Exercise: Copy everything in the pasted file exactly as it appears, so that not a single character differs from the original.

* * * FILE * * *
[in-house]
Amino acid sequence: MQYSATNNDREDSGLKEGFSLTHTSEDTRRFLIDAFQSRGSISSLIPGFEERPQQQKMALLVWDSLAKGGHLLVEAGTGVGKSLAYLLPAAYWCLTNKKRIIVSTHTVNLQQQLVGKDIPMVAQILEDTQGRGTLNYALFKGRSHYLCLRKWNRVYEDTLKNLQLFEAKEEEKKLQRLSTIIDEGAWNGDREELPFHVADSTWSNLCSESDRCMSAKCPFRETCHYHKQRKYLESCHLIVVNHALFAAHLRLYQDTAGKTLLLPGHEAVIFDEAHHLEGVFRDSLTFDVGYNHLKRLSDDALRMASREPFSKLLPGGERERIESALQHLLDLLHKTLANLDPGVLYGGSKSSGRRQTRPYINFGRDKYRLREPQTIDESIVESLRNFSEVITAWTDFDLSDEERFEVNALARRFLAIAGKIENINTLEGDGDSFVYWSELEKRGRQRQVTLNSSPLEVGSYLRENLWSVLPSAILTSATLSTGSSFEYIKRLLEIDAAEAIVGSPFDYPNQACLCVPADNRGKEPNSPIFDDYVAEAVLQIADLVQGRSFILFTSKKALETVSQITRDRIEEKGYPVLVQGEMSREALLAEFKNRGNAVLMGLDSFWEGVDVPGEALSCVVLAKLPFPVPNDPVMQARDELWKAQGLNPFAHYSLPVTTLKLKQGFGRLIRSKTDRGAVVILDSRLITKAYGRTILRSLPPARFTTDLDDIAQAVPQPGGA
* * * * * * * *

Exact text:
[in-house]
Amino acid sequence: MQYSATNNDREDSGLKEGFSLTHTSEDTRRFLIDAFQSRGSISSLIPGFEERPQQQKMALLVWDSLAKGGHLLVEAGTGVGKSLAYLLPAAYWCLTNKKRIIVSTHTVNLQQQLVGKDIPMVAQILEDTQGRGTLNYALFKGRSHYLCLRKWNRVYEDTLKNLQLFEAKEEEKKLQRLSTIIDEGAWNGDREELPFHVADSTWSNLCSESDRCMSAKCPFRETCHYHKQRKYLESCHLIVVNHALFAAHLRLYQDTAGKTLLLPGHEAVIFDEAHHLEGVFRDSLTFDVGYNHLKRLSDDALRMASREPFSKLLPGGERERIESALQHLLDLLHKTLANLDPGVLYGGSKSSGRRQTRPYINFGRDKYRLREPQTIDESIVESLRNFSEVITAWTDFDLSDEERFEVNALARRFLAIAGKIENINTLEGDGDSFVYWSELEKRGRQRQVTLNSSPLEVGSYLRENLWSVLPSAILTSATLSTGSSFEYIKRLLEIDAAEAIVGSPFDYPNQACLCVPADNRGKEPNSPIFDDYVAEAVLQIADLVQGRSFILFTSKKALETVSQITRDRIEEKGYPVLVQGEMSREALLAEFKNRGNAVLMGLDSFWEGVDVPGEALSCVVLAKLPFPVPNDPVMQARDELWKAQGLNPFAHYSLPVTTLKLKQGFGRLIRSKTDRGAVVILDSRLITKAYGRTILRSLPPARFTTDLDDIAQAVPQPGGA